Referees’ Alarm: Nervousness and Evident Errors

Yesterday, designator Rocchi admitted the existence of eight errors committed by the AIA in the first part of the football season. These errors, acknowledged by the referees themselves, had a significant impact on the match results. Specifically, Juventus was penalized against Sassuolo and Genoa, with non-granted expulsions for Berardi and Malinovskyj, as recognized by the referees.

Simultaneously, Inter, currently leading the standings, benefited from the failure to annul two goals against Genoa and Verona. However, it should be emphasized that we are only discussing errors “acknowledged” by the AIA, while the on-field reality could reveal even more numerous oversights.

What becomes clear is the evident nervousness within the referee community. This is a cause for concern, as an adjudicating body, third in authority compared to the contenders, is expected to maintain impartiality and composure in its decisions. Conversely, it appears that pressure is significantly affecting the referees’ performance.

The issue worsens when considering the handling of yellow cards, a matter emphasized by Rocchi’s agitated reaction in demanding respect. The yellow card, now a universal expression even in everyday life, is a warning that the referee can and should use to keep the match within the bounds of fairness and safety for the players, also safeguarding their authority in the face of theatrics or blatant reactions from players on the field.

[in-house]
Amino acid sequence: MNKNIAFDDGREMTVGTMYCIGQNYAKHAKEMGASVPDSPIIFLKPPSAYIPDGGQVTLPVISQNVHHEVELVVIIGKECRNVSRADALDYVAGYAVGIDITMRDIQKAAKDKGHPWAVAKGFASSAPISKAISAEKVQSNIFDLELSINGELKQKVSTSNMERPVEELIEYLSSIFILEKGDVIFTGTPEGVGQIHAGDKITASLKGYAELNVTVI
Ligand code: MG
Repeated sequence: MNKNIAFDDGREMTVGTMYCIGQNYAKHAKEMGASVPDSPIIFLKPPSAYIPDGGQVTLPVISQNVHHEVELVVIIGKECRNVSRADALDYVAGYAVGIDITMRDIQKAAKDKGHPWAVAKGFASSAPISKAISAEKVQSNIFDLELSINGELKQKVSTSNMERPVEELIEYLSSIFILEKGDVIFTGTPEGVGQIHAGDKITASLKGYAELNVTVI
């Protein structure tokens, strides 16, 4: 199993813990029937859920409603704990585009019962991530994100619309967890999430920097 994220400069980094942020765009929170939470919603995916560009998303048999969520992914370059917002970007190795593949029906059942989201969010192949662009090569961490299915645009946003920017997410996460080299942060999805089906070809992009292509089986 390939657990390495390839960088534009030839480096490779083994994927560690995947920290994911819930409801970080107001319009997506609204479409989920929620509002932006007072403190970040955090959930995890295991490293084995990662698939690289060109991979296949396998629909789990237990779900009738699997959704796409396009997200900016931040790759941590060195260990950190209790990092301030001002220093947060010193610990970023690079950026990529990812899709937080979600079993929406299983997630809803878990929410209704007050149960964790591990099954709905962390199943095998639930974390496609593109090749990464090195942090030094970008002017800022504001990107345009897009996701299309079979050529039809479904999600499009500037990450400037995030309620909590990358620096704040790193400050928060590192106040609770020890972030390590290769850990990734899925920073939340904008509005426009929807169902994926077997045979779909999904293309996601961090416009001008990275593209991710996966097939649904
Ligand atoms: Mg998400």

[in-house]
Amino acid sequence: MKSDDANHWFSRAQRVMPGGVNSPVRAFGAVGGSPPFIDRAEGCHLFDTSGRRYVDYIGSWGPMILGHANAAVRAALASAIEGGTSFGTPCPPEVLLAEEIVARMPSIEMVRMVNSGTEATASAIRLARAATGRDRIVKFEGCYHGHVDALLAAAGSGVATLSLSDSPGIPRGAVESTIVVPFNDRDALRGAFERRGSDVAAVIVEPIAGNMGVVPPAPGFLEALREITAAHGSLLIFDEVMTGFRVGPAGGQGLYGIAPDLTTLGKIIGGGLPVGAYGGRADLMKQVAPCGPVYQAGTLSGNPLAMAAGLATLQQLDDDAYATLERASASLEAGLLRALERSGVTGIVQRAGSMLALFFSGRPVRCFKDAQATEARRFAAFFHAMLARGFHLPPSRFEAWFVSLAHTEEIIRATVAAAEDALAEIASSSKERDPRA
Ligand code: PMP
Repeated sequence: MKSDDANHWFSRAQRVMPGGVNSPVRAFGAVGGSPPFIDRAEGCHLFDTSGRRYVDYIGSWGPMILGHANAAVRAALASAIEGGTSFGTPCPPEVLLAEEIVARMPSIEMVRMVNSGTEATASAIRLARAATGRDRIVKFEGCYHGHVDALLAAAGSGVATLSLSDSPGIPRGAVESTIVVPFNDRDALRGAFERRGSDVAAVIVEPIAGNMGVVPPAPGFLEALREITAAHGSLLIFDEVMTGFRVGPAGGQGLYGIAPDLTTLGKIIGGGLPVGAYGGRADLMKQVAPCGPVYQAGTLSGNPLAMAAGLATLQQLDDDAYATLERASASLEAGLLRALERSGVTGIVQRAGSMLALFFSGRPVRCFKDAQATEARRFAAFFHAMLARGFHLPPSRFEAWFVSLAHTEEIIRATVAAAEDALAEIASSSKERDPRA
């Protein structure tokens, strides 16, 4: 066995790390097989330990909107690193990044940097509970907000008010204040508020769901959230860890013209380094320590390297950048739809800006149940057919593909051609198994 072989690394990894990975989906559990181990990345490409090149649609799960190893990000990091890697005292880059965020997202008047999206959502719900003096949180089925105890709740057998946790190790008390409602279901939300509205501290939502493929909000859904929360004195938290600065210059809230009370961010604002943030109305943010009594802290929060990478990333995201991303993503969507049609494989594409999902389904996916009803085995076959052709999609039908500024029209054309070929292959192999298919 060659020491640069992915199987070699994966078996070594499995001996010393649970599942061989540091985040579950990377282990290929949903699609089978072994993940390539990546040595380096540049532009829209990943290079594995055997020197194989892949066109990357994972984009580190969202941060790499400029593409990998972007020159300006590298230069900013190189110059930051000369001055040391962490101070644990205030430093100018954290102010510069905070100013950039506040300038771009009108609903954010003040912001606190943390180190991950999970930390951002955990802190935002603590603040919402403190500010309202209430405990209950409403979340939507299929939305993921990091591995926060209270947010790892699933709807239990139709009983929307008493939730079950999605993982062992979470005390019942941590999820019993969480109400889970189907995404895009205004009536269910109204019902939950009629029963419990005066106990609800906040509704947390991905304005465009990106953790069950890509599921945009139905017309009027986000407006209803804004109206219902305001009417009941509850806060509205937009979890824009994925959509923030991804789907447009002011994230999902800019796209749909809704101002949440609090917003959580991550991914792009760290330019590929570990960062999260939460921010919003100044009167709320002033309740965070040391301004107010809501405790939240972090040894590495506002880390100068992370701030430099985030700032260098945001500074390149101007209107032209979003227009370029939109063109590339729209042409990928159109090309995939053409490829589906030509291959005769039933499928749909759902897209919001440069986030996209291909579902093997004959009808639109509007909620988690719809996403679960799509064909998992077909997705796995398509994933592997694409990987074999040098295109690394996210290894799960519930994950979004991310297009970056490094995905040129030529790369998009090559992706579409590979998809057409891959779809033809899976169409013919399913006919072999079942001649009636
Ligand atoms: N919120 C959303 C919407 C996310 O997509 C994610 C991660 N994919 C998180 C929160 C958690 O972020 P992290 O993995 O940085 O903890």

However, what raises perplexity is the unequal application of this sanction. The team currently leading the standings, even in relation to officially acknowledged errors, is surprisingly the least cautioned in the Italian league. On the other hand, Juventus, officially considered disadvantaged by refereeing errors, is by far the most cautioned team.

And to think that just a few months ago, I wrote an editorial discussing a Juventus team that, for the first time in decades, lacked “PIRATES” on the field! (You can find the full article at this LINK.) Players have been accused from various quarters of being too reserved in protests, not exerting enough pressure on the referee by surrounding him, and not staging threatening actions when a teammate suffers a particularly violent tackle. And thankfully so! The yellow card count for this first half of the season stands at 50 for Juventus in 19 matches, compared to only 24 for Inter.

This raises fundamental questions about the coherence and fairness in sanction management. The fundamental need to demand respect must come from the referees themselves, who must assert their authority on the field consistently and uniformly. The current blatant disparity in treatment is eroding trust in the refereeing system, not only among players and clubs but above all, among the fans.